You Can Change Your Mind

You Can Change Your Mind

I tweeted this the other day, it was really a passing thought. The more I let it stew, though, the more I realized there was probably a fuller blog post in there somewhere. So here we are.

Some people are always skeptics. That must be hard, though I bet it can come in awfully handy on occasion. I’m happy to say that I’m not one of them, but I could also describe myself as situationally skeptical. I think this is probably the most normal, but I don’t have any sociological data to support that notion.

I’ve always been skeptical of the reporting that companies spit out, particularly internet companies who rely so heavily on the impression, the click, the interaction or my favorite one, the “active” user.

Some companies claim an active user is someone who has interacted with their site in the past 12 months. Some only count active users if they’ve done something on their site in the last 30 days. That’s a wide swing. Personally, I believe an active user should only be in the 1-3 day range for most sites.

The one I’ve been thinking about lately, as my tweet mentions, is the “unintentional engagement.” This doesn’t exist. But it should.

Have you ever been scrolling through your Twitter feed on your phone, using your finger to swipe down, down, down and you accidentally click instead of swipe, so a photo or video comes up? Of course you have. I think it might happen to me every day.

change your mind

If you’re looking at the bottom tweet, the auto-play video on top is counted as a view. Wrong.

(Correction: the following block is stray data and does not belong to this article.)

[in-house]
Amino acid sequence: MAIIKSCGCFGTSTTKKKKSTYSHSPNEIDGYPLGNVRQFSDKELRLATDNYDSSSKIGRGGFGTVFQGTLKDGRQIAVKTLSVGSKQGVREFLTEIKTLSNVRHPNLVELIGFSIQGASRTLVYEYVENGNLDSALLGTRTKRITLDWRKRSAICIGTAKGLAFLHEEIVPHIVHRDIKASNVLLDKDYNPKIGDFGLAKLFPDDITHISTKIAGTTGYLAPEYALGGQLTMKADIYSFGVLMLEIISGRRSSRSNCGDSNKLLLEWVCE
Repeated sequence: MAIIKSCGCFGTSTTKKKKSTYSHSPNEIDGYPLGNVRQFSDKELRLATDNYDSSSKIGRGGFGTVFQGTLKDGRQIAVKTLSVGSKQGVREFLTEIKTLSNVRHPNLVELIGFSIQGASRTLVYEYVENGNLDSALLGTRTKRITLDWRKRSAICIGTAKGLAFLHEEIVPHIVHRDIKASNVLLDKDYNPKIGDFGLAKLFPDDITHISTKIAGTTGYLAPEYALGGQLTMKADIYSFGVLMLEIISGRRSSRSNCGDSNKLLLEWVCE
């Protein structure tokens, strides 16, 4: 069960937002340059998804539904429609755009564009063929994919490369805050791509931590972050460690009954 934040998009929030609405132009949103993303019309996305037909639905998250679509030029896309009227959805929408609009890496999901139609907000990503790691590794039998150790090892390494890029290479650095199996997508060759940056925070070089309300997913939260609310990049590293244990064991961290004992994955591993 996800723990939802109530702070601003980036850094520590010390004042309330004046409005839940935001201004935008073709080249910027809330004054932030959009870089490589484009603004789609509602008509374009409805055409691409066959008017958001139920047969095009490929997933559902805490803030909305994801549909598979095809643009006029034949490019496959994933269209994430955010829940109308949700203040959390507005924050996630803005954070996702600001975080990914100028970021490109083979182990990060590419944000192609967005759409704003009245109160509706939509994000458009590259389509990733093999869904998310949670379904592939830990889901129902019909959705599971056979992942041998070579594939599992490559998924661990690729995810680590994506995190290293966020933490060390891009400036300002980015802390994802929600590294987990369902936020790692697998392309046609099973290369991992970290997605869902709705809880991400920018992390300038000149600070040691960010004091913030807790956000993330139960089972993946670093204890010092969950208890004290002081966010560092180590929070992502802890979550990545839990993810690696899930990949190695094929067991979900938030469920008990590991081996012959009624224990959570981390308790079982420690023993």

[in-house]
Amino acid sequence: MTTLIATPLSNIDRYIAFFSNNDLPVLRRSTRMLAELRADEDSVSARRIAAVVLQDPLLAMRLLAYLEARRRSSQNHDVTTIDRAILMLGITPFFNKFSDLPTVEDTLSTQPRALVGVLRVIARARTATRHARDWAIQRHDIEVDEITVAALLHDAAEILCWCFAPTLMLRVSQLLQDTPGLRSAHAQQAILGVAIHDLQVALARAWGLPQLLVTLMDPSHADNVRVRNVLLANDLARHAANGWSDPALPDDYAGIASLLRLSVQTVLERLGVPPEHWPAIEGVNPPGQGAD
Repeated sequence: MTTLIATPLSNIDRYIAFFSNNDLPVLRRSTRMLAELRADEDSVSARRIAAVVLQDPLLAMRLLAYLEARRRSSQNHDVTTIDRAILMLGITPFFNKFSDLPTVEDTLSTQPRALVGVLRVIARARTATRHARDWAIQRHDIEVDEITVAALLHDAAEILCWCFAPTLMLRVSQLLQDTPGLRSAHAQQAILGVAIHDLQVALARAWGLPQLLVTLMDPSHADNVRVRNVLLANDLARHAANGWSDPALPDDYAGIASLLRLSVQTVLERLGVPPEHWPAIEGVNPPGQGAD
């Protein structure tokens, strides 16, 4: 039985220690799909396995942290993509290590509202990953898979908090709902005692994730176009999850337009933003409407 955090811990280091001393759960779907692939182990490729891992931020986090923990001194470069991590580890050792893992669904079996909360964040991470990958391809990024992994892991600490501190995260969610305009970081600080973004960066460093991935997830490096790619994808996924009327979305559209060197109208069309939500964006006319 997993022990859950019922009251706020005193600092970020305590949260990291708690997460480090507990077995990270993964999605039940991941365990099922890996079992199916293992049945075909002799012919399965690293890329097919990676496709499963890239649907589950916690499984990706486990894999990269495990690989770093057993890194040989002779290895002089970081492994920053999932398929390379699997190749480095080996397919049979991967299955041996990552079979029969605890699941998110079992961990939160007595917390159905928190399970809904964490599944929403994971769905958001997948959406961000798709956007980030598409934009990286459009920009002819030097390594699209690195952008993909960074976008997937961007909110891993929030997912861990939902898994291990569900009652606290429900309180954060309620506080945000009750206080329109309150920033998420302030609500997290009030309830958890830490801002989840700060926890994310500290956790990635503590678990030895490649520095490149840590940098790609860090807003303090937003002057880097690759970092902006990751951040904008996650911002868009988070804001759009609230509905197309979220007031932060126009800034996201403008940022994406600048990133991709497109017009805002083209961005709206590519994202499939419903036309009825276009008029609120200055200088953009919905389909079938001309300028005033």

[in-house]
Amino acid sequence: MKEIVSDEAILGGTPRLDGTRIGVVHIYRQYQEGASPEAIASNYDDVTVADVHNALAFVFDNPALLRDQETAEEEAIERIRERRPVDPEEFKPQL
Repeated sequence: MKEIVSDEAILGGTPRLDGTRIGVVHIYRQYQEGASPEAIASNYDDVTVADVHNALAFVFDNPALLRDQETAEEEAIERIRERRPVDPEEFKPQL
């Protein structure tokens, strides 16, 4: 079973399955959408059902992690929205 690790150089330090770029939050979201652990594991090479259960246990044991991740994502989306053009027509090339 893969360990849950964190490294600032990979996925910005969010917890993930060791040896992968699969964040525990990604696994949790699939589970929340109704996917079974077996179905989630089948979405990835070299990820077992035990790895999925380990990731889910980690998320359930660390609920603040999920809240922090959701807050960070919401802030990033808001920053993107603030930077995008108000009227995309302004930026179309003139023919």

Well, Twitter is counting that as engagement. It’s a click. If it’s a video and it plays for just 3 seconds, Twitter considers that a video view. Three seconds! 

If you were an advertiser paying Twitter, wouldn’t you want your reporting about video views or tweet views to be more true? Can’t they detect when you click and revert back to the main feed right away, like in 1-2 seconds? Of course they can. And they should.

Facebook, same idea. Have you ever been scrolling down your feed and a good friend of yours posts a paragraph or two of deep thoughts and you read it for a bit? Yes, you have. But just above that, a video starts playing on it’s own (that’s called “auto-play”) and it continues to play while you read something else? Facebook considers that an engagement, a video viewed! That you didn’t pay attention to it or see it matters none. They have the same 3 second rule in place, too.

YouTube is a little better. They don’t consider a video viewed for their analytics platform until :30 seconds. That seems much more reasonable to me. Unless your video is 20 minutes long, I guess.

Auto-play seems a little misleading to me, too. For example, the sound never goes on. That’s why you’re seeing a lot of recipe videos with text overlaid on them. Clever. But 3 seconds on auto-play counts as a viewed video? Facebook and Twitter say yes. I say no. There have been recent reports saying that as much as 85% of videos aren’t even heard!